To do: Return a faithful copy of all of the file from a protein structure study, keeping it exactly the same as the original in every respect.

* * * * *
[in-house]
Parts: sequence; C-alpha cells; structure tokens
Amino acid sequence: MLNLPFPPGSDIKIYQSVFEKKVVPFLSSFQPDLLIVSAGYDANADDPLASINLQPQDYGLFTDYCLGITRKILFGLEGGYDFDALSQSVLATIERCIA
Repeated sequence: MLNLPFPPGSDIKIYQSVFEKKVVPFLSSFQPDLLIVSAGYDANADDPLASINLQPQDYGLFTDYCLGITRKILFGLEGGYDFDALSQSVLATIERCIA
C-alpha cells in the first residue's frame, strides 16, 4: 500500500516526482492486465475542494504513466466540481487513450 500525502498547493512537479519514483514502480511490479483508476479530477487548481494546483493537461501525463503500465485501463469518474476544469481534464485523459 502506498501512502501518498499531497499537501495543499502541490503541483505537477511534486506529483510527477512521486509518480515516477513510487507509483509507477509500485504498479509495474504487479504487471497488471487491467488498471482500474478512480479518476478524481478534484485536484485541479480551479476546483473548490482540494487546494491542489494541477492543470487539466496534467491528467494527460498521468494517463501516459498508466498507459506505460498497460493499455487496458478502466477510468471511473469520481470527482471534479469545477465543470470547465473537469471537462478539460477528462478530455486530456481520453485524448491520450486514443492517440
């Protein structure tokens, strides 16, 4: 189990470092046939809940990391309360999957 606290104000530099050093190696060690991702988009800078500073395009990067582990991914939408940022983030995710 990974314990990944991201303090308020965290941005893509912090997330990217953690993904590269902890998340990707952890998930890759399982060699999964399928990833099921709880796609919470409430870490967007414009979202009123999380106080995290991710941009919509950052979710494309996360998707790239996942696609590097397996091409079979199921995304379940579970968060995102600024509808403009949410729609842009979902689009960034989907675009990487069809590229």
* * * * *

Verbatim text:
[in-house]
Parts: sequence; C-alpha cells; structure tokens
Amino acid sequence: MLNLPFPPGSDIKIYQSVFEKKVVPFLSSFQPDLLIVSAGYDANADDPLASINLQPQDYGLFTDYCLGITRKILFGLEGGYDFDALSQSVLATIERCIA
Repeated sequence: MLNLPFPPGSDIKIYQSVFEKKVVPFLSSFQPDLLIVSAGYDANADDPLASINLQPQDYGLFTDYCLGITRKILFGLEGGYDFDALSQSVLATIERCIA
C-alpha cells in the first residue's frame, strides 16, 4: 500500500516526482492486465475542494504513466466540481487513450 500525502498547493512537479519514483514502480511490479483508476479530477487548481494546483493537461501525463503500465485501463469518474476544469481534464485523459 502506498501512502501518498499531497499537501495543499502541490503541483505537477511534486506529483510527477512521486509518480515516477513510487507509483509507477509500485504498479509495474504487479504487471497488471487491467488498471482500474478512480479518476478524481478534484485536484485541479480551479476546483473548490482540494487546494491542489494541477492543470487539466496534467491528467494527460498521468494517463501516459498508466498507459506505460498497460493499455487496458478502466477510468471511473469520481470527482471534479469545477465543470470547465473537469471537462478539460477528462478530455486530456481520453485524448491520450486514443492517440
């Protein structure tokens, strides 16, 4: 189990470092046939809940990391309360999957 606290104000530099050093190696060690991702988009800078500073395009990067582990991914939408940022983030995710 990974314990990944991201303090308020965290941005893509912090997330990217953690993904590269902890998340990707952890998930890759399982060699999964399928990833099921709880796609919470409430870490967007414009979202009123999380106080995290991710941009919509950052979710494309996360998707790239996942696609590097397996091409079979199921995304379940579970968060995102600024509808403009949410729609842009979902689009960034989907675009990487069809590229």